Yeah. So I stuffed a bunch of dried Cayenne peppers in there and poured the oil on and waited and everything. Came back and tasted it. And I’m like, I guess it’s Cayenn-y. Not really. So, that’s not the right way. I’ve since learned like powdering helps, heating it while it’s infusing helps a lot, you know, so there’s tricks and everything.

Katja (42:09):
Yeah. Fresh peppers will be a little better too. But still like if you really want to get that super hot, it turns out you have to make a tincture, and then put the tincture in the salve. And heat off the alcohol. It’s a whole process. It’s pretty fun. But it turns out it just doesn’t come out in oil.

Ryn (42:29):
Yeah. Well I’ve also had other fun learning experiences, mistakes with with hot, fiery herbs. So Garlic taught me some lessons when I was first learning herbalism from you. One was like, you can take a clove of garlic and you can kinda just very gently, just like twice. Right. Okay. You’re done.

Katja (42:49):
Just sort of like squeeze it with your teeth.

Ryn (42:52):
And then kind of just hold it in your mouth and suck on it and let the garlic juice, little amounts of garlic juice that are exuded, come down the throat and disinfect the throat and stimulate immunity and do all the other good garlic stuff. Great, I thought. A little is good, I thought. More must be better. So I bit into it a few times and then I tucked it into the corner of my cheek and I left it there for like an hour or two and I thought, great, I’m really killing this sore throat infection. Which did happen. However, I also got a chemical burn in the side of my mouth. It’s healed over 10 years later.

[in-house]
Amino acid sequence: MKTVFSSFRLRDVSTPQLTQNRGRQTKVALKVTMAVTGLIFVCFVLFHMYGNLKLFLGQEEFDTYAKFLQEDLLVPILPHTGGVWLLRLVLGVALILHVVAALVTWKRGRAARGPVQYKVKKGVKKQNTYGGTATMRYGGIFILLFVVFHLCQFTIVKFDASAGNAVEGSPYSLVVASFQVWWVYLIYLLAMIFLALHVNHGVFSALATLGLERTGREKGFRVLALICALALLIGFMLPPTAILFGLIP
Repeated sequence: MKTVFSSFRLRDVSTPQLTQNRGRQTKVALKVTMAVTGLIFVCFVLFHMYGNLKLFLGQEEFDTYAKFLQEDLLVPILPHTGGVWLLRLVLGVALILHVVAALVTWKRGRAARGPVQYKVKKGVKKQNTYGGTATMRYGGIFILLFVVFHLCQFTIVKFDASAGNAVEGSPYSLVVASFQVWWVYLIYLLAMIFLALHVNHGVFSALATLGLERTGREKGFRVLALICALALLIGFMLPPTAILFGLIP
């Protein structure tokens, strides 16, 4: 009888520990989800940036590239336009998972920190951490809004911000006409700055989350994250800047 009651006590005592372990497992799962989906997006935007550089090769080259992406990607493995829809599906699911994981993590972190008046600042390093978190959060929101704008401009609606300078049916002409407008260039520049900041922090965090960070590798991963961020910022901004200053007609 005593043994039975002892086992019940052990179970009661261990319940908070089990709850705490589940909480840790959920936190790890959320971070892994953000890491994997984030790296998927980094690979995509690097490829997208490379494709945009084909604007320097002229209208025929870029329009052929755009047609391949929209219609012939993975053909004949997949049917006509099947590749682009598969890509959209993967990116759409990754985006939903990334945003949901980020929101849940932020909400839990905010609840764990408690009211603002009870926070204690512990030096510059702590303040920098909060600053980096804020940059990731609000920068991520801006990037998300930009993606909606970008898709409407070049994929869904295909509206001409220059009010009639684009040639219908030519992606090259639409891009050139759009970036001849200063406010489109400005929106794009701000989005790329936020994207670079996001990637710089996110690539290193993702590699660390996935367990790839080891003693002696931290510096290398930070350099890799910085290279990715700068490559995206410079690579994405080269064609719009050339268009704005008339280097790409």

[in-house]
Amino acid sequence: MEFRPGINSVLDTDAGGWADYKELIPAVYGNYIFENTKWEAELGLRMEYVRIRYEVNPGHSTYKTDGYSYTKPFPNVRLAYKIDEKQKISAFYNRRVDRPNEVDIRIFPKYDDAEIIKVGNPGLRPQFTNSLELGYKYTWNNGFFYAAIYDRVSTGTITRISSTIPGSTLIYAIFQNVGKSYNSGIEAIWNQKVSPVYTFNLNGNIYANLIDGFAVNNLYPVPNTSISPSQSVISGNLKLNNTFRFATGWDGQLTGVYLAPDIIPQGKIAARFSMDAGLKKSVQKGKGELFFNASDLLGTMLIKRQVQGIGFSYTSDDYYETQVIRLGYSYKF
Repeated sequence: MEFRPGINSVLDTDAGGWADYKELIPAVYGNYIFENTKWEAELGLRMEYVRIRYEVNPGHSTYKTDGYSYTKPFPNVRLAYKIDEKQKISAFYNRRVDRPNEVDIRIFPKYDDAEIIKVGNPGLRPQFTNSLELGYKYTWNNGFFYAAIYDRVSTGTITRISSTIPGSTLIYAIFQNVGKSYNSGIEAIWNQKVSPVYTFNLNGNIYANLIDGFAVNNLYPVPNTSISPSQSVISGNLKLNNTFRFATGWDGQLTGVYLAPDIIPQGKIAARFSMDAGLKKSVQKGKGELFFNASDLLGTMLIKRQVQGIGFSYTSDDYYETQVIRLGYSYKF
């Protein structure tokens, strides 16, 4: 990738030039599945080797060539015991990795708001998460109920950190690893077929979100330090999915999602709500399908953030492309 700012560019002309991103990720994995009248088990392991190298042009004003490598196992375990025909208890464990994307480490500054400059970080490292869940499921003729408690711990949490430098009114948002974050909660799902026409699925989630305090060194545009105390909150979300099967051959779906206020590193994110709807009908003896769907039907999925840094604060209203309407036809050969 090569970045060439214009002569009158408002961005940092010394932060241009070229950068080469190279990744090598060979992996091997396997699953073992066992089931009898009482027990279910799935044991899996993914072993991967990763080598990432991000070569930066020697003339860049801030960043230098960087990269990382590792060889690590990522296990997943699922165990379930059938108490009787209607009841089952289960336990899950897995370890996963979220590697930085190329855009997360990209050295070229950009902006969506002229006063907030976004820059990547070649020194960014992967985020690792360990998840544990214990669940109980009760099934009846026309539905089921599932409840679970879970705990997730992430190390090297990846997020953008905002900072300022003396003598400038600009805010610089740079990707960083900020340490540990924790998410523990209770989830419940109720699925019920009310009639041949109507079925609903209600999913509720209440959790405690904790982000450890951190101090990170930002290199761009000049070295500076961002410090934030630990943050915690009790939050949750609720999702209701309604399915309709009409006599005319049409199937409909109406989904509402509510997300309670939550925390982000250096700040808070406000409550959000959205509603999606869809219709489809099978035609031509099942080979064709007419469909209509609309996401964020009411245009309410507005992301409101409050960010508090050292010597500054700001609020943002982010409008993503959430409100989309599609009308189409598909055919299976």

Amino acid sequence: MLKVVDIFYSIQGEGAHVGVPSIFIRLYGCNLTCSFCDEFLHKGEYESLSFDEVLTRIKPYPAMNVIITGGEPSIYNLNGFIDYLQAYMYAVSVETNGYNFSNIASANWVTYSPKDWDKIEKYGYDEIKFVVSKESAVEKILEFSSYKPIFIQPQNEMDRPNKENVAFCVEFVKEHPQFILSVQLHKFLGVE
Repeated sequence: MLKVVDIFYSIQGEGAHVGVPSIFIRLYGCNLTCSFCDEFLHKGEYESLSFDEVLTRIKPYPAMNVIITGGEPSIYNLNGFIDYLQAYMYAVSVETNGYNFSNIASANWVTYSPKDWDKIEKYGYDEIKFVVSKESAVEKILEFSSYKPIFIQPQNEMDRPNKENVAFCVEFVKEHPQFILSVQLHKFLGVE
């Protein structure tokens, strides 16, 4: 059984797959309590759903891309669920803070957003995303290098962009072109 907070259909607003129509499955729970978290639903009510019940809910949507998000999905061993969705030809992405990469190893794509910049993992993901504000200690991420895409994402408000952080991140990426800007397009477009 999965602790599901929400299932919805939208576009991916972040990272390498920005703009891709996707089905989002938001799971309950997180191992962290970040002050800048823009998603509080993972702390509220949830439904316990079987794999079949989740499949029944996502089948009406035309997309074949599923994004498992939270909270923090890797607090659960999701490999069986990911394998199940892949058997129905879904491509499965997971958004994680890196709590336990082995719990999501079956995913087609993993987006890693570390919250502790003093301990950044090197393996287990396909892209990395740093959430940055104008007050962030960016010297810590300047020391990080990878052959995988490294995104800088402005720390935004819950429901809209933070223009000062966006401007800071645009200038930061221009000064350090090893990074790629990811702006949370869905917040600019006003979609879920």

Katja (43:27):
10 years later.

Ryn (43:29):
But yeah, that was a mistake I made. You’re sometimes grateful when you make the mistakes on yourself. I would feel worse about this story, if I had told my best friend like, Oh yeah, yeah, chew it up and then just kind of hold it in your mouth for like an hour. It’ll be good. That would be worse.

Katja (43:46):
But like, even if you had done that, okay, then your friend would be mad at you. But that’s limited damage, you know. Like you don’t want to do that to anybody, but the damage is limited.

Ryn (43:56):
I mean, yeah. So you know, you’re your own best Guinea pig.

Katja (44:02):
Ugh. I Guinea pigged one of those things once.

Ryn (44:04):
The red root?